|Walker Elementary School
Maple Sugaring at Haystack Mountain Farm
Approaching the sugar shack. A wood fired evaporator will boil the sap down.
Collecting sap. Fran Gonzalez and Walker students gather sap to bring back to the shack. It takes thirty to forty gallons of sap to make one gallon of syrup!
Boiling down the sap in the evaporator. Most of the sap is water. The water is removed by boiling it off. During the process of making one gallon of sap, over thirty gallons of water are separated out by turning it to steam.
Unity Comes to Liberty
Just before April vacation, three students from Unity College came to Walker to spend three afternoons with the third, fourth, and fifth grade students. The students worked on team building, learned about the environment, and ended the third afternoon by climbing Haystack Mountain. Through the process, they learned a bit more about themselves, improved their abilities to work together as a team, and discovered some abilities they didn't know they had.
Changes at Walker School as We Move Forward with Proficiency Based Education
At Walker School, we have been working to help students better understand what they are learning, why they are learning it, and how they can show that they have learned it. Classroom teachers are sharing "Measurement Topics" with their students, which outline the progression of learning that happens as students move through their education at Walker School and beyond. When students show that they have mastered a skill, they keep track of their learning and move on to the next skill in the progression. Ideally, we are headed for a school where students aren't in certain grades, but are moving fluidly between levels of learning. A classroom may have multiple levels of learning taking place, or students may be regrouped throughout the day, sometimes changing the teacher they are working with depending on their level of mastery in each subject they are studying. Teachers at Walker School are at different levels of implementation of the proficiency based program, but all are moving to increase their understanding and comfort with the new approach.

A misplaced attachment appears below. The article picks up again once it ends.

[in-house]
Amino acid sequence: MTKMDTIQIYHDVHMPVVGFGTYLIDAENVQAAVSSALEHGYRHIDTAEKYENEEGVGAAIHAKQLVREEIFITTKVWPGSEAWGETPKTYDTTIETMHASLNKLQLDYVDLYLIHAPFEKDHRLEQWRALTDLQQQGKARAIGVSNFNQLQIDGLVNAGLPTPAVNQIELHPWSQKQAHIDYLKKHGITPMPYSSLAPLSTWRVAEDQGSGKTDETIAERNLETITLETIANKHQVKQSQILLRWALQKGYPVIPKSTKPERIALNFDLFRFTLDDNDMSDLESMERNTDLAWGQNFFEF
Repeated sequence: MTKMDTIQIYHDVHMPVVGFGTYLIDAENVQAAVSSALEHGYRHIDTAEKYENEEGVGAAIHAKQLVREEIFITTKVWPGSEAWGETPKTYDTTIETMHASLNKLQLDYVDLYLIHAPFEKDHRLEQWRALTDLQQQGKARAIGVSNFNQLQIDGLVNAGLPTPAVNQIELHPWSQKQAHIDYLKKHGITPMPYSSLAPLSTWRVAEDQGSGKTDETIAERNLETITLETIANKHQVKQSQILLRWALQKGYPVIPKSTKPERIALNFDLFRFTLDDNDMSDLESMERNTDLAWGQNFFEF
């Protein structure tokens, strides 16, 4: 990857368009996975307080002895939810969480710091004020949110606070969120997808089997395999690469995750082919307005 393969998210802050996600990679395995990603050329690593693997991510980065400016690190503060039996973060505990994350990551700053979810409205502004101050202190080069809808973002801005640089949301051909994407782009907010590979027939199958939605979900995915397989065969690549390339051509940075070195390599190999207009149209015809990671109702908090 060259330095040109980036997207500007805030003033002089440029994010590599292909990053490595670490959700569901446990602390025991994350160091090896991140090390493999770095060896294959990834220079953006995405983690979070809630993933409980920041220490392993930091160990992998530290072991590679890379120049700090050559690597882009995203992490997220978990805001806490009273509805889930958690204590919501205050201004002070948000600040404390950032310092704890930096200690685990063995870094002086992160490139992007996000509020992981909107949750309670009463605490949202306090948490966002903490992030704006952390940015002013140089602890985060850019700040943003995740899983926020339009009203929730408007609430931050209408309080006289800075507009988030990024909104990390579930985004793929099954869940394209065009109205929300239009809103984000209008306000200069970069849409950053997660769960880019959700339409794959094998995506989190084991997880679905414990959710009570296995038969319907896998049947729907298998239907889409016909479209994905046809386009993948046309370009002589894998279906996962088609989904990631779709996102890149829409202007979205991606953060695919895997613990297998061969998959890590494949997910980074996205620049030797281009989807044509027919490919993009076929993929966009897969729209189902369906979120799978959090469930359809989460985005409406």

Walker Vegetables, and students, go to the Common Ground Fair
Walker students worked with Katie Morabito, our FoodCorps service member to determine qualities that make a prize winning vegetable. The students then compared their qualities with the qualities that MOFGA uses to rate vegetables. After comparing the two sets of standards, the students chose vegetables from our greenhouse to enter in the fair. The chosen cucumbers won a blue ribbon, while the tomatoes won a red.
The History of Walker School- (writings from Liberty Town Reports and the Walker Banner)
On Sunday night, December 30, 1935 the Liberty High School buildings and their contents burned. The superintending school committee called a meeting to take necessary steps to secure temporary quarters to house the school for the remainder of the year. High school and primary schools were held in the basement of the Community Hall. The grammar school moved to the second floor of what is now the Liberty Tool Company.
The Walker family (Donald, Miss Katherine and Miss Madge) came to the town's aid as there was little insurance and money was in short supply. Construction for the new school began on September 10, 1936. Donald Walker asked Carol Banks to oversee the school's construction. Mr. Banks put in many hours. Many other local people worked on the school as well.
The school was finished and a dedication was held on January 16, 1937. Six hundred people were in attendance?
The Town of Liberty felt extremely fortunate. They had a beautiful new brick building with a slate roof. The building had steam heat fired by a wood boiler. There were indoor bathrooms, running water and a drinking fountain in the main hall. There were fire hoses both up and downstairs. There were rooms for recreation, science and stenography. There was a Principal's Office (where it is today) and a boiler room. Clayborn Stickney was the first janitor.
The town named the school "Walker High School" and it opened officially on September 13, 1937 with students primary age through high school. In 1964 the high school students were moved to Mount View, in 1970 grades 7 and 8 were moved to Mount View and in 2009 the 6th grade students were moved to Mount View. Walker continues as a PreK - 5 school today with approximately 95 students.
Last Updated (Tuesday, 23 April 2013 20:32)